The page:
So if most of our social media use is about who we are when we are not at work do we need guidance from the GMC? What does using social media have to do with being a doctor at all?

Useful guidance or ‘moral panic’?

Some might think that the development of this guidance is a response to a near moral panic about what may be seen as the portrayal of unprofessional behaviour by doctors and medical students in their use of Facebook and other social networking sites. Breaking patient confidentiality is always wrong but these days what does it take to reduce trust in ourselves or the medical profession? Research seems to indicate that the main determinant of trust in doctors is their interaction with patients in consultations. Patients value doctors who listen to them and take their concerns seriously. They trust them. So are we worrying excessively about how the public may respond to the depiction of minor misdemeanours and hijinx which may not reflect how well an individual will carry out their professional role?

Blurred boundaries

In the past, the private life of a doctor living in a small community may have been well known to her patients. Social media facilitates this same kind of blurring of boundaries. We all have to consider how much of our private and personal lives should be revealed to the public and patients. Will ‘professional distance’ be a meaningful or helpful term in the 21st century? Medical decision making is no longer seen as objective and the role of the doctor, but as a shared task with the patient which acknowledges their values and subjectivities. Might this process be helped or hindered if patients understood our values and subjectivities too?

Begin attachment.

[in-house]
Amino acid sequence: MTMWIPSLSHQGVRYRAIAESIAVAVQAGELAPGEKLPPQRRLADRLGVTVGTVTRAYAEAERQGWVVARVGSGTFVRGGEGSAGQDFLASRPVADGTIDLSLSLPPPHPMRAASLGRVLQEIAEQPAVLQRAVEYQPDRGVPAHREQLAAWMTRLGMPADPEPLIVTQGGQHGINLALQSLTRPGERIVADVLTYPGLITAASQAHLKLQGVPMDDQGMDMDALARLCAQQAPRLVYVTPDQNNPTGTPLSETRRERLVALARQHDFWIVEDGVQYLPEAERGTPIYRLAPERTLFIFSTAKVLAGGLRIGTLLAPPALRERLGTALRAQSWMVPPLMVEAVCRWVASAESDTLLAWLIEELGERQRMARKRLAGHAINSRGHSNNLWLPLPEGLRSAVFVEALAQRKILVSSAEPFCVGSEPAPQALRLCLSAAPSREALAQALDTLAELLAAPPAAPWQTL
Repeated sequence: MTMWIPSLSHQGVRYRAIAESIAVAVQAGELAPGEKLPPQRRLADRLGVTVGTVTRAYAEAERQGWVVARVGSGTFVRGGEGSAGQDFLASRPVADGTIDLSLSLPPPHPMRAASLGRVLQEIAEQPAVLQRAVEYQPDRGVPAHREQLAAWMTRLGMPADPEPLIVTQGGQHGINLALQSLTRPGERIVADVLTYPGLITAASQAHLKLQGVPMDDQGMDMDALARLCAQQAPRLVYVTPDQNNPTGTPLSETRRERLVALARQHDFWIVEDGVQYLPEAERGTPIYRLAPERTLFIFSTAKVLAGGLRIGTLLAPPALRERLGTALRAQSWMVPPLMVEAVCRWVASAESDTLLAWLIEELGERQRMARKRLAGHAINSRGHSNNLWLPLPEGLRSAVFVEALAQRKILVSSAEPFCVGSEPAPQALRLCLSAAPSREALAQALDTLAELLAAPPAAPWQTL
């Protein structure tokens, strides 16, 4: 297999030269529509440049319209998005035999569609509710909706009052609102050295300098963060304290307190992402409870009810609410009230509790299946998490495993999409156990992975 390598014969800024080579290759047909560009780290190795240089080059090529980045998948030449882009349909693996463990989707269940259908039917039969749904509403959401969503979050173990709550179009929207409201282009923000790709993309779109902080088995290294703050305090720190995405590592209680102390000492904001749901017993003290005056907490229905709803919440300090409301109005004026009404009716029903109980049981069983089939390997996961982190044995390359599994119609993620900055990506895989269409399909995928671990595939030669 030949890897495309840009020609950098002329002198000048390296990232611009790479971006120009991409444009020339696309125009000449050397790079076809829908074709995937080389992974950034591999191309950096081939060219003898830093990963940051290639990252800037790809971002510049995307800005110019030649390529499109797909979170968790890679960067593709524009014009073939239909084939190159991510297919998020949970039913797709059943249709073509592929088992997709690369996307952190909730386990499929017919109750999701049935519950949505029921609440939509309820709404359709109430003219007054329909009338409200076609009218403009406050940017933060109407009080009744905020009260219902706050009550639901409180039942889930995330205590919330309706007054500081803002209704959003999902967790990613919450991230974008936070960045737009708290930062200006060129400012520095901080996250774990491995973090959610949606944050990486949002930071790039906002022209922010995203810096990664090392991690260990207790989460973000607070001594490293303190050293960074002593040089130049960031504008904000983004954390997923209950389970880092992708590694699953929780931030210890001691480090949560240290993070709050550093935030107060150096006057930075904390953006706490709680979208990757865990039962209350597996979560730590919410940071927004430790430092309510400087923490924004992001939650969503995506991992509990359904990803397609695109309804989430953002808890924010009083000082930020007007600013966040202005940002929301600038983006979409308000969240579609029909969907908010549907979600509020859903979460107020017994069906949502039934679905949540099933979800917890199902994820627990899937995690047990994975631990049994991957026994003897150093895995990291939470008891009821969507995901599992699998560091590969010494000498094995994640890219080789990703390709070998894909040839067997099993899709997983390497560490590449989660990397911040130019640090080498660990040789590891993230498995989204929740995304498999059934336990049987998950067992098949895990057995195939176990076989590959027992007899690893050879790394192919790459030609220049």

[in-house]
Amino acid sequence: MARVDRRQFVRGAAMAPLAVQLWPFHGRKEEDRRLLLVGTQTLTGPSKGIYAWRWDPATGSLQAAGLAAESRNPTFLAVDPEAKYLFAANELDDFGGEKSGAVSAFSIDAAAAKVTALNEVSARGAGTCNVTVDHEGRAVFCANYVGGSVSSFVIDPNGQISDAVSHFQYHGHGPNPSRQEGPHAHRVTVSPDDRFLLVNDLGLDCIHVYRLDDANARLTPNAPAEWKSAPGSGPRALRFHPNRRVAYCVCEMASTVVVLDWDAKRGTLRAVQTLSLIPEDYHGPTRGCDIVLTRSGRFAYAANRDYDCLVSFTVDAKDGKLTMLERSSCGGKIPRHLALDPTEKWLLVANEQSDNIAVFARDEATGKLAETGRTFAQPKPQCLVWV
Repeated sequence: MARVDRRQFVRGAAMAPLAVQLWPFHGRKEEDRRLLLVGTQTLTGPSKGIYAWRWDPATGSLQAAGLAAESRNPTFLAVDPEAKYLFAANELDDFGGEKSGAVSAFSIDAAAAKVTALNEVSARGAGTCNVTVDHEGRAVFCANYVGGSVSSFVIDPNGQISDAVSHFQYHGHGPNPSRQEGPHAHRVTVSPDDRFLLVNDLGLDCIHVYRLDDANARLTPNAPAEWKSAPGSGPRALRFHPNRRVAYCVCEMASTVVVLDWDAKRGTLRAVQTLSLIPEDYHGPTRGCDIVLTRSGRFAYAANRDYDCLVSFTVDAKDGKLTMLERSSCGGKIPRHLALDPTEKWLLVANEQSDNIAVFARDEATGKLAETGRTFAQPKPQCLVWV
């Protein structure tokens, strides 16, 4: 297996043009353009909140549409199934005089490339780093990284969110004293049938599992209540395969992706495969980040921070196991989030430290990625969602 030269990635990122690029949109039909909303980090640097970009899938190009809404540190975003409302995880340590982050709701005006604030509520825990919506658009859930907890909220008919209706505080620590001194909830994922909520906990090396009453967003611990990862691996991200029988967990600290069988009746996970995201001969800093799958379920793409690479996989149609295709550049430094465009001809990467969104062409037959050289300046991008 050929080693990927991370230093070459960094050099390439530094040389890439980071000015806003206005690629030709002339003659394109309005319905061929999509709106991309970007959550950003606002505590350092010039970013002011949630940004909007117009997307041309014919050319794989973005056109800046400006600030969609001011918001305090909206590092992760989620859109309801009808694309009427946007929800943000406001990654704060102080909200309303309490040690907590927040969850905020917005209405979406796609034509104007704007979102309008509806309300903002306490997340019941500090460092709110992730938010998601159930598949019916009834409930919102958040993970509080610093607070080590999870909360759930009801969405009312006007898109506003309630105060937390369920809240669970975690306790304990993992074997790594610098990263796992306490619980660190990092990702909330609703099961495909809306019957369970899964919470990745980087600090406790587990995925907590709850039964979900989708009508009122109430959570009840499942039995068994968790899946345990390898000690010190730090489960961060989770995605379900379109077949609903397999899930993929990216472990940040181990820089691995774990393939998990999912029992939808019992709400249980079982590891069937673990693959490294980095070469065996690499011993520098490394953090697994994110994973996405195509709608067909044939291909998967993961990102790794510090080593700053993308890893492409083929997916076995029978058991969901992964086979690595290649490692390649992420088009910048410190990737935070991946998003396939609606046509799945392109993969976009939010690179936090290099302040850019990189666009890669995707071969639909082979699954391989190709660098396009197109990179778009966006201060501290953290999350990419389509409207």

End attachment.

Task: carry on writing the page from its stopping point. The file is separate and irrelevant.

Doctors may also choose to use new technologies to interact with patients. What then are our responsibilities? As we have a duty to protect patients’ confidentiality we must assure ourselves of the appropriateness of any communications platform. If there are risks then we must make these clear to patients.

The importance of maintaining trust